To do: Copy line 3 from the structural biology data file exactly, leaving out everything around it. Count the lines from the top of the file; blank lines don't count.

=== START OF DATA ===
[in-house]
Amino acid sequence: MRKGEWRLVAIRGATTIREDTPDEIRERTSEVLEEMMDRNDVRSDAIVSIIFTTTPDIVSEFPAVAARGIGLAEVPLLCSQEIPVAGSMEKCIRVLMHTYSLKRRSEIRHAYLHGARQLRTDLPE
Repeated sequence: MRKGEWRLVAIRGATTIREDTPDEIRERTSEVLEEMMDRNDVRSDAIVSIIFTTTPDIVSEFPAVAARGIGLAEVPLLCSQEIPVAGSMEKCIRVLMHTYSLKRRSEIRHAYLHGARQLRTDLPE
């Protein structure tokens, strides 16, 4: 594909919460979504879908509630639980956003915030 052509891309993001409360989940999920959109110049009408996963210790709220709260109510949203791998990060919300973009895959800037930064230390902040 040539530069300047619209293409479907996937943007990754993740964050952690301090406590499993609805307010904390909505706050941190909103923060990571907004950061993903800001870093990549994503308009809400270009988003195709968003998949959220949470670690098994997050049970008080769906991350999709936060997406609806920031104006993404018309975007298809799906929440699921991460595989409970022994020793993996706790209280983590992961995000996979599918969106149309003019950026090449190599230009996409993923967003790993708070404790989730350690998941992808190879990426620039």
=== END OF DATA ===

Repeated sequence: MRKGEWRLVAIRGATTIREDTPDEIRERTSEVLEEMMDRNDVRSDAIVSIIFTTTPDIVSEFPAVAARGIGLAEVPLLCSQEIPVAGSMEKCIRVLMHTYSLKRRSEIRHAYLHGARQLRTDLPE